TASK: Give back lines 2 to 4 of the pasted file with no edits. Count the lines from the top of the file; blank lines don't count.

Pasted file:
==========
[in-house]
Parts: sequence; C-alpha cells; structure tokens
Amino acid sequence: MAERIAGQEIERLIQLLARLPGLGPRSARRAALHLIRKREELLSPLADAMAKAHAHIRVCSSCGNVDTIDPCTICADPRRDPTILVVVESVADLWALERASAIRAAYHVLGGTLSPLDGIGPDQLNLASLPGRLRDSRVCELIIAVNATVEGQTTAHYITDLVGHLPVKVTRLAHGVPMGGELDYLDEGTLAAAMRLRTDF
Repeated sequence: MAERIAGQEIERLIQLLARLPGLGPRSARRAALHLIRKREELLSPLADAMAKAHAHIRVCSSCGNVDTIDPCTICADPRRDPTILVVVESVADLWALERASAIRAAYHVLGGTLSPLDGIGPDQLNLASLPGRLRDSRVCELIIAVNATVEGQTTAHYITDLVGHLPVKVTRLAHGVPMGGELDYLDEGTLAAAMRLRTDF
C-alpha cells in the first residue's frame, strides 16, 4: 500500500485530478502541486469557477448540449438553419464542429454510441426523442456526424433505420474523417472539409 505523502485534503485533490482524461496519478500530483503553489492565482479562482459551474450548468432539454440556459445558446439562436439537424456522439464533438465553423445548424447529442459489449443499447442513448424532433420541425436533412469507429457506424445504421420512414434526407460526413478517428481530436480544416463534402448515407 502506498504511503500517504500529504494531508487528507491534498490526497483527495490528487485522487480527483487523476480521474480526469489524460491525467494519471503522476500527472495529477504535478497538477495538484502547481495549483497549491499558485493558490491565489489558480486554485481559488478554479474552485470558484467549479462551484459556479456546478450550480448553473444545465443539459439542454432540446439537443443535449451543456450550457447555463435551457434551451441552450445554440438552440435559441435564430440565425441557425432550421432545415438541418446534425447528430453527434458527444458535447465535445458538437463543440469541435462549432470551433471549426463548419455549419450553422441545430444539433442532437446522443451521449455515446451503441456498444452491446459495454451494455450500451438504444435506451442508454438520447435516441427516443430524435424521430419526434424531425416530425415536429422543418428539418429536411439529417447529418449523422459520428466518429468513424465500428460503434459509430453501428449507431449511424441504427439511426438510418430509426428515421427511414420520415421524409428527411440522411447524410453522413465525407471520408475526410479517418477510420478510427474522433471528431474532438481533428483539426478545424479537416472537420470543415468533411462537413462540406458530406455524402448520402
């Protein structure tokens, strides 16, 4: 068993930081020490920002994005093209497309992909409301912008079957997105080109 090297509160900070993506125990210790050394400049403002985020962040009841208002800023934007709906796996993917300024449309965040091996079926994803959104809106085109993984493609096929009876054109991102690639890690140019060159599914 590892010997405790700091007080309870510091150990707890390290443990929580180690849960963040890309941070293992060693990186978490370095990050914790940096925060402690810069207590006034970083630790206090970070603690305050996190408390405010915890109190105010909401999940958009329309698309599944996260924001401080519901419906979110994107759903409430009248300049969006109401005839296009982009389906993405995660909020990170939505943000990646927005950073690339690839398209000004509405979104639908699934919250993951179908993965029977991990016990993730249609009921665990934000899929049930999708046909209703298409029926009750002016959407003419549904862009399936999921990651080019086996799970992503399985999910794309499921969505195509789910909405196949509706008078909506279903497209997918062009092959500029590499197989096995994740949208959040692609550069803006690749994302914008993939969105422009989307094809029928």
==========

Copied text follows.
Parts: sequence; C-alpha cells; structure tokens
Amino acid sequence: MAERIAGQEIERLIQLLARLPGLGPRSARRAALHLIRKREELLSPLADAMAKAHAHIRVCSSCGNVDTIDPCTICADPRRDPTILVVVESVADLWALERASAIRAAYHVLGGTLSPLDGIGPDQLNLASLPGRLRDSRVCELIIAVNATVEGQTTAHYITDLVGHLPVKVTRLAHGVPMGGELDYLDEGTLAAAMRLRTDF
Repeated sequence: MAERIAGQEIERLIQLLARLPGLGPRSARRAALHLIRKREELLSPLADAMAKAHAHIRVCSSCGNVDTIDPCTICADPRRDPTILVVVESVADLWALERASAIRAAYHVLGGTLSPLDGIGPDQLNLASLPGRLRDSRVCELIIAVNATVEGQTTAHYITDLVGHLPVKVTRLAHGVPMGGELDYLDEGTLAAAMRLRTDF